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The genetics behind down syndrome

A genetic disorder is generally described as a disease caused completely or by a change in the DNA sequence. The different causes of genetic disorders are monogenic, where a mutation in one particular gene has taken place, or multifactorial inheritance disorder, where there are mutations in multiple genes. Furthermore, they can be caused by a combination of gene mutations and environmental factors, or by damage to chromosomes.

As scientists unpack and study the human genome, they have discovered that a genetic component is present in all but a few diseases. Some diseases are caused by mutations that are inherited at birth, whilst others are caused by acquired mutations that occur during an individual’s lifetime. These are not inherited by parents but instead, occur randomly due to some environmental exposure.

What is Down Syndrome?

Down syndrome is a condition in which a person has an extra chromosome. Typically, a baby is born with forty-six chromosomes, however, babies with Down syndrome have an extra copy of one of the chromosomes - chromosome 21. This extra copy changes how the baby’s body and the brain are able to develop, which results in both physical and mental challenges.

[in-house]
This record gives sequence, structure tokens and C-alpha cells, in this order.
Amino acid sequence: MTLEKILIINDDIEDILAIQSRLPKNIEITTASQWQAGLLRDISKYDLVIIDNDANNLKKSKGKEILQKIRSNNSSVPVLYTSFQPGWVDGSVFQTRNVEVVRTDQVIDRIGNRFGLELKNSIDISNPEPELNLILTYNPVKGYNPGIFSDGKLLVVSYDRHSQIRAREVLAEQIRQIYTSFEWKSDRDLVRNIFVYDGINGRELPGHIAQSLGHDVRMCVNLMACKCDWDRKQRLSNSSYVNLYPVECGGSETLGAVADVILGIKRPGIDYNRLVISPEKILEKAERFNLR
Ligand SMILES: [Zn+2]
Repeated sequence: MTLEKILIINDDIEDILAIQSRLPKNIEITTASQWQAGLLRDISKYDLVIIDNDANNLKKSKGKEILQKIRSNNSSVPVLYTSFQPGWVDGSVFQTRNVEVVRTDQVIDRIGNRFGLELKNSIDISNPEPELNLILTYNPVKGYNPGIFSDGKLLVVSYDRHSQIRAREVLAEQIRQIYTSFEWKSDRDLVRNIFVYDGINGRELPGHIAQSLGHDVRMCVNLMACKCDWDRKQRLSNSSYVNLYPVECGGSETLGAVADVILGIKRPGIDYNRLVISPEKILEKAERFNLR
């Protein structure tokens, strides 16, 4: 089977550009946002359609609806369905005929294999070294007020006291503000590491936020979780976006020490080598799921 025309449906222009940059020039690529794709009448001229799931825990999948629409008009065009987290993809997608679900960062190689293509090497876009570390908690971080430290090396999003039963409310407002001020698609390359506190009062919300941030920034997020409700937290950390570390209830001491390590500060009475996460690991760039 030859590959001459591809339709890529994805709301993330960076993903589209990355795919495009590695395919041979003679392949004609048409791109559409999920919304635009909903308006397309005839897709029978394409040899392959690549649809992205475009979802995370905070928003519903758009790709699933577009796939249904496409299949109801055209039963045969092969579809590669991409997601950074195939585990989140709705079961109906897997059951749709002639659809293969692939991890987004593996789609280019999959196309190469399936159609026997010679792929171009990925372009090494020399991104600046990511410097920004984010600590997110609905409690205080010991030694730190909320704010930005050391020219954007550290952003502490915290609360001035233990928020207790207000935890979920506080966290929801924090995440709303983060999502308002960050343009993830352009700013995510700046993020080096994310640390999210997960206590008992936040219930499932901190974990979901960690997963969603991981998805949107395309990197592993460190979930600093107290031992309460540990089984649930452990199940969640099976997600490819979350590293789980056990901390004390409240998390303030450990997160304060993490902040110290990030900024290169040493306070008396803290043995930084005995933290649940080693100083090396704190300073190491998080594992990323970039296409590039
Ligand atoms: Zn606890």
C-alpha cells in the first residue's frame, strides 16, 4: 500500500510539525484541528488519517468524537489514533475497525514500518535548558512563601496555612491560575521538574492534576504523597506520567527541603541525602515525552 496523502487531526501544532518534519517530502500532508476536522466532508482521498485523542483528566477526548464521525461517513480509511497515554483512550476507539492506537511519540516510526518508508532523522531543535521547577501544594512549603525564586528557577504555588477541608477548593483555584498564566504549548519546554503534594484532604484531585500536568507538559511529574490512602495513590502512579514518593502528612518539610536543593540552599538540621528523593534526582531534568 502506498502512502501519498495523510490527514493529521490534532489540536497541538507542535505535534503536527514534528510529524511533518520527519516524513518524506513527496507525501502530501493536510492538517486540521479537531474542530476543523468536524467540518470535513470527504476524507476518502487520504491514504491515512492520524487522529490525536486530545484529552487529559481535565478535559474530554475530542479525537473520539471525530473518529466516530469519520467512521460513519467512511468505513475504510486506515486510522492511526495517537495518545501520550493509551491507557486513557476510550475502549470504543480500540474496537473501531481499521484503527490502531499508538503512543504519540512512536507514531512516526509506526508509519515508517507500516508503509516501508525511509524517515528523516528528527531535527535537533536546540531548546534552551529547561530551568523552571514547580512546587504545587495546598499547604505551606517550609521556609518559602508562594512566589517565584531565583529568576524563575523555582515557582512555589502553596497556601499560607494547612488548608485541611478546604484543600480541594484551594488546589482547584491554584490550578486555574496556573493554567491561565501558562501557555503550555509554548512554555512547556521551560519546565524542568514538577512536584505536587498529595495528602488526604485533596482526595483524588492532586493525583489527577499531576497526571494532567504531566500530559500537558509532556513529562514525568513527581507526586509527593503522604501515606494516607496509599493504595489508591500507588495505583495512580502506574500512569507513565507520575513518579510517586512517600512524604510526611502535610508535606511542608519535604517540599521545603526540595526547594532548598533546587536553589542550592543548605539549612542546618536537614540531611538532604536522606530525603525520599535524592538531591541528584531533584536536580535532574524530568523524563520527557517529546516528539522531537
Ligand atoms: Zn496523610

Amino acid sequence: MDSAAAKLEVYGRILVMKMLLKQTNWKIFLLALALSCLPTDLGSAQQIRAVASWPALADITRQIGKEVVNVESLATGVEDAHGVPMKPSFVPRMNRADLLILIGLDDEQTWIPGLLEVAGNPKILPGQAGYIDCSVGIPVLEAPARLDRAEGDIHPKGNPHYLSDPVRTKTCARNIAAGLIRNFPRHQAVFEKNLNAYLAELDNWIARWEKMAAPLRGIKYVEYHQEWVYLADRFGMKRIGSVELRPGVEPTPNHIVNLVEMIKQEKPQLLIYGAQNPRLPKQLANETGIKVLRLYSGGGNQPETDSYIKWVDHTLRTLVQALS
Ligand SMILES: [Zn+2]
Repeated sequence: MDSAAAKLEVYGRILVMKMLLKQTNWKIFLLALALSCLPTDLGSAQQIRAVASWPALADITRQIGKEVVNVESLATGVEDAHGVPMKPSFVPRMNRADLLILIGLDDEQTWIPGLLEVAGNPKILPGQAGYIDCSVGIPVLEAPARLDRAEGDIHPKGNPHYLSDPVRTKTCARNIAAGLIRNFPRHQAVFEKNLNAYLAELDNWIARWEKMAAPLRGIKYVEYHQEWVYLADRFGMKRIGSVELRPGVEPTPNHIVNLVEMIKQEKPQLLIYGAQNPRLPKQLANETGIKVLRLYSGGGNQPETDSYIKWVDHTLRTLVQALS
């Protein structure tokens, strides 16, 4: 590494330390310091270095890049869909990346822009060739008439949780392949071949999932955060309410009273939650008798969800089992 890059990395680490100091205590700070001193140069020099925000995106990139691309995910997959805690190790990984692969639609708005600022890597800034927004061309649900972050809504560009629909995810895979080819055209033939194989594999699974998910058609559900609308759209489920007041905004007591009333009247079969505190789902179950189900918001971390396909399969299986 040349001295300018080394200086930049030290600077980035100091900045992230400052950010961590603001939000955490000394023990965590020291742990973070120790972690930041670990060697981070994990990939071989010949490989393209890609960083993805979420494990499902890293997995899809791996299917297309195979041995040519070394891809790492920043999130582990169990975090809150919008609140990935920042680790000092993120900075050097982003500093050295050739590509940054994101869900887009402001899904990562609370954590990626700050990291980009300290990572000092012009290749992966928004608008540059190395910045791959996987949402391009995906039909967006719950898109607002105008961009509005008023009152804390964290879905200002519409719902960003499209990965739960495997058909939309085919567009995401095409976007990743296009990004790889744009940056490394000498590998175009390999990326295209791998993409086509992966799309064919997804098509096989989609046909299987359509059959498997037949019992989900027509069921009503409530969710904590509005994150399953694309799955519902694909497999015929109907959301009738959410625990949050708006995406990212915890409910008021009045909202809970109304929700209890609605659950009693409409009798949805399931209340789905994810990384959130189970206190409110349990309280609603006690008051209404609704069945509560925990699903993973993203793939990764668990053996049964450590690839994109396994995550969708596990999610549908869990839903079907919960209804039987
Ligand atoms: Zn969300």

Symptoms:
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Down syndrome generally causes learning difficulties, mental retardation, a characteristic facial appearance, and poor muscle tone in infancy, which is also known as hypotonia. Through having Down syndrome, individuals also have an increased risk of heart defects, digestive problems, and hearing loss. People with

Down syndrome have low activity of the

thyroid gland as well, which is an organ in the lower neck that produces hormones.

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IS down syndrome inherited?

In most cases, Down syndrome is not inherited, but rather occurs at random instances when the reproductive cells are formed. If there is an error in cell division, something called nondisjunction happens which results in the reproductive cells to have an abnormal number of chromosomes. For example, an egg or sperm cell could possibly gain an extra copy of chromosome 21. If one of these atypical reproductive cells contributes to the genetic makeup of a child, the child will then have an extra chromosome 21 in each of the body’s cells.

By Akshita Malhotra

(Year 12 Student at Bangkok Patana School)

Sources

“Facts about Down Syndrome.” Centers for Disease Control and Prevention, Centers for Disease Control and Prevention, 5 Dec. 2019, www.cdc.gov/ncbddd/birthdefects/downsyndrome.html. [Accessed October 2020]

“About Down Syndrome.” Genome.gov, www.genome.gov/Genetic-Disorders/Down-Syndrome. [Accessed October 2020]